Learn English – Difference Between “Staid” and “Stayed”


What is the difference in meaning between what the following sentences convey?

Although John was very upset, he approached Jack
with a staid hand.


Although John was very upset, he approached Jack
with a stayed hand.

"Stayed" is the past participle of the verb "stay," but you'll see with it that "staid" is, too. Since past participles can be used as adjectives, it stands to reason that using either or both can be used as an adjective.

"Staid," though, is also an adjective on its own, an adjective that may not mean exactly the same thing that the participle of "stay" being used as an adjective would men. I say "may not" because it seems somewhat different but also seems somewhat the same — it's close.

Anyway, I'm having a hard time understanding when to use "staid" and when to use "stayed" adjectivally. Is saying "a stayed hand" even grammatical? Or, when applying a modifier, are we to use the participle/adjective "staid"? I mean, we can write, "I had stayed," so "stayed" is a past participle for sure, but is it to be used as a modifier or is that always "staid"? It seems to me that as a modifier it's usually "staid," but I can't find any data on that.

Also, it kind of seems to me that the first sentence above (i.e., "staid") might indicate a calm hand, John being calm, while the second might not but might indicate that John merely refrained from hitting Jack, which merely keeping yourself from hitting someone can be a far cry from being calm. But, again, while I've looked, I can't find any data to support that.

So, when is one to use "stayed" and when is one to "staid" to modify a noun?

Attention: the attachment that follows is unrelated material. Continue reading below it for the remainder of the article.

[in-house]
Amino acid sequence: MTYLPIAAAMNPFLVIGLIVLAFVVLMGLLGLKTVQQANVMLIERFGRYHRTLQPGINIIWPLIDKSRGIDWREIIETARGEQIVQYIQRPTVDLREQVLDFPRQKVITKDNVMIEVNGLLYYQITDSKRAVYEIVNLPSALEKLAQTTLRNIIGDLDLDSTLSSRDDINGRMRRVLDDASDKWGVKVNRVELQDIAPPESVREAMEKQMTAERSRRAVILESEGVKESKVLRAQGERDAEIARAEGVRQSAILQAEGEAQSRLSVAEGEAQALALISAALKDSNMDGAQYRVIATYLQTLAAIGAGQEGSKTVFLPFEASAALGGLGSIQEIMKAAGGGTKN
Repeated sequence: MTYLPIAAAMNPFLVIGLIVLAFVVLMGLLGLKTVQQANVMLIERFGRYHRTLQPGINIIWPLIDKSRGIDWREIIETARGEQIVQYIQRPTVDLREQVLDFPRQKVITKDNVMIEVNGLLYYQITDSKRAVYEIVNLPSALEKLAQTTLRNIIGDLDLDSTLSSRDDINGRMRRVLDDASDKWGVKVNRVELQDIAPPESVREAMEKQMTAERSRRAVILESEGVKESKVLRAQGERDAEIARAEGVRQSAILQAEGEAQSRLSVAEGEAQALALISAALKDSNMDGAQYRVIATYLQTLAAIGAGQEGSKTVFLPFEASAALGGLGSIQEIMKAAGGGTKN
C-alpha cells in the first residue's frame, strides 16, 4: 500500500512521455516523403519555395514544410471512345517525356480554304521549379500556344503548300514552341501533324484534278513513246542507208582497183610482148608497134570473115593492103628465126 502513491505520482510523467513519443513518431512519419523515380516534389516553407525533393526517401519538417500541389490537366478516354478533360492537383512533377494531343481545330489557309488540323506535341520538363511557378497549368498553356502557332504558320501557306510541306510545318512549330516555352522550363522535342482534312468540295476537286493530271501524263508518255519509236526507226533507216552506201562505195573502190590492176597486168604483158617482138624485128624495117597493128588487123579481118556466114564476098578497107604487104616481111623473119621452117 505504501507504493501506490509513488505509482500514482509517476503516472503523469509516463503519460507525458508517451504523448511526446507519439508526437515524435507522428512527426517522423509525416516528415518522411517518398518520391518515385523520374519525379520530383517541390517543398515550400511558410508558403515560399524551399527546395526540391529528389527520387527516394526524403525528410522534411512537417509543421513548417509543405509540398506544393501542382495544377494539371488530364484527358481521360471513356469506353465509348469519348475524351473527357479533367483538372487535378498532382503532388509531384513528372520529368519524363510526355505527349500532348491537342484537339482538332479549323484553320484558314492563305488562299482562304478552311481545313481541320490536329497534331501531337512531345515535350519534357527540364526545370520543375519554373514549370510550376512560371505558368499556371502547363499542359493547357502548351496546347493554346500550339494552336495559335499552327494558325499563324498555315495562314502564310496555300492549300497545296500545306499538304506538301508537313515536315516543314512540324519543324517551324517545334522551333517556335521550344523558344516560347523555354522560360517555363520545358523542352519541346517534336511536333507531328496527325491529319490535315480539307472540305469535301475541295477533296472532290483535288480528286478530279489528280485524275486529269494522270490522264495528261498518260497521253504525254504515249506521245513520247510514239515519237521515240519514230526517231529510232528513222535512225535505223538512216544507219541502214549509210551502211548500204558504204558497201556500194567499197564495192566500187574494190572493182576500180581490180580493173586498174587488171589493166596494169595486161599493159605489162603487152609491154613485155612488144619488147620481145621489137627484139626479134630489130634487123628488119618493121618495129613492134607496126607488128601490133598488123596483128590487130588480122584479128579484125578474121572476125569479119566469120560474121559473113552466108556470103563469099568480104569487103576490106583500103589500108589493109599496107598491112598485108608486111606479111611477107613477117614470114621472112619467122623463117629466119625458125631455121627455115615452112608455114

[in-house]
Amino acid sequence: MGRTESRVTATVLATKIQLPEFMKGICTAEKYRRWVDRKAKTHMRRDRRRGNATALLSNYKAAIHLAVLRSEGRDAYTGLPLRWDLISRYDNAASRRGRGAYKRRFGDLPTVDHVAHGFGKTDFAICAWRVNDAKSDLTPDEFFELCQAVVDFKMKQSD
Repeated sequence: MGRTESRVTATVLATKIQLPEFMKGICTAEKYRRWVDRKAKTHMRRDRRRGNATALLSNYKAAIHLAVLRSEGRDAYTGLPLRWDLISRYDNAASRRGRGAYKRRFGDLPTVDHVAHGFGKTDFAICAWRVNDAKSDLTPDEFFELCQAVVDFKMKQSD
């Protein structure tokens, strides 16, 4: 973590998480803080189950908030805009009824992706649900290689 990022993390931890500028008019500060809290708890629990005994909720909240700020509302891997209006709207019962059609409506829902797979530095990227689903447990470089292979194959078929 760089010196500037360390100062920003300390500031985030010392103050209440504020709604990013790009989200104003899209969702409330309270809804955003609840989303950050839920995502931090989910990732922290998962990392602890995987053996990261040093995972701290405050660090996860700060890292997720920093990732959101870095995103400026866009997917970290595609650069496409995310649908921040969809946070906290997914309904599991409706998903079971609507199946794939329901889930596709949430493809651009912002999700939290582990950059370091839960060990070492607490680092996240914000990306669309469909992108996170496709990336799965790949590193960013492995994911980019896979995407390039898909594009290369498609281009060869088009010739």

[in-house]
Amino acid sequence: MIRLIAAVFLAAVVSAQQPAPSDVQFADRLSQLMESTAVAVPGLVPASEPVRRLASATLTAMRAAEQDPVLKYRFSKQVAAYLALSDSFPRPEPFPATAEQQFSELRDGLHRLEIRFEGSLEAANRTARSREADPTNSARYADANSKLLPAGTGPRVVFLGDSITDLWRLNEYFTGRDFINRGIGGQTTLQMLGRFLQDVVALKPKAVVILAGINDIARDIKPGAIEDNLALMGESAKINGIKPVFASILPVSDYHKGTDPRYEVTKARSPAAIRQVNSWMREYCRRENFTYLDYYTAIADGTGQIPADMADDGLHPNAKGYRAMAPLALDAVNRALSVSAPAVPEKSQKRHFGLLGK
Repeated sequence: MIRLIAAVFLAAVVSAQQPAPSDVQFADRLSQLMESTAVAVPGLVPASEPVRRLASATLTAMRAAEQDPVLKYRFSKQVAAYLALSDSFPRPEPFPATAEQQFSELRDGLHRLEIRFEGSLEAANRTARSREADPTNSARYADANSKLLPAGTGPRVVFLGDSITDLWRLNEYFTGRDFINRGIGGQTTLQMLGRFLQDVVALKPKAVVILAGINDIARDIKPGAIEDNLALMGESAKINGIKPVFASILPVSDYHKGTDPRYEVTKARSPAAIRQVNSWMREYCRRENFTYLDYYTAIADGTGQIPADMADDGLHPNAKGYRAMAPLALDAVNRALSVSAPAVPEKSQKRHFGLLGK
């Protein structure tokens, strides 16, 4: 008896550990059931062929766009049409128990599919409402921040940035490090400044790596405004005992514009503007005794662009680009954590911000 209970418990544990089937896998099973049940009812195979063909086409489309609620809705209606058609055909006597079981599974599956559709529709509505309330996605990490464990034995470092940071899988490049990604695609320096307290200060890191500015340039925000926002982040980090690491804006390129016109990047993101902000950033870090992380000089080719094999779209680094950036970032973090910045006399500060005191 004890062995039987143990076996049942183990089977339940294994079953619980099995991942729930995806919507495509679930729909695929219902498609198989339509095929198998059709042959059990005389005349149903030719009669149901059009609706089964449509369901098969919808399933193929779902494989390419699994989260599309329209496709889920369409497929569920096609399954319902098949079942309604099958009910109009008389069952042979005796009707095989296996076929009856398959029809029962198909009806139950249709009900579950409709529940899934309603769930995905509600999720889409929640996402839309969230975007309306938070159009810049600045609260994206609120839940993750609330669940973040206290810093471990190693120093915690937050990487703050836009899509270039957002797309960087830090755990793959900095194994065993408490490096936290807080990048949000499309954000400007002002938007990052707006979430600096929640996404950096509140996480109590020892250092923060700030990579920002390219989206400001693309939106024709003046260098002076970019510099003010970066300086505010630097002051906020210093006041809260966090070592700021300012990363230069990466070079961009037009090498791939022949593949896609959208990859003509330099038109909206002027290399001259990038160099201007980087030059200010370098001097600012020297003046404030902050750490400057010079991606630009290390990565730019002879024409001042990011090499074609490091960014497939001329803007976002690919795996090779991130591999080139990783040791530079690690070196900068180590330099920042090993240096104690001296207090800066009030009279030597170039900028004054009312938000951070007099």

Best Answer

According to the Grammarist, staid is an adjective and its meaning and usage differs from the homophonic stayed:

Staid is an adjective that means settled, unadventurous, sedate, steady of character. Staid is usually employed to signify someone stodgy or dull. The adverb form is staidly, the noun form is staidness. Staid as an adjectival use of the past participle stayed came about in the 1540s, within a decade it came to mean sober and sedate.

Stayed is the past participle of the verb stay, meaning to remain in the same place, to reside in a dwelling, often meant temporarily.

  • In South Africa and Scotland, stay may mean a place where one lives permanently. Stay can also mean to delay leaving.

The word stay appears in the middle of the fifteenth century, meaning cease going forward, halt, detain, hold back. Stay comes from the Old French estare, meaning to stay or stand, by way of the Latin word stare, meaning to stand, stand still, remain standing, be erect, stand firm, stand firm in battle, be unmovable, linger. Stay with the meaning to reside as a guest for a short period is first recorded in the 1570s.

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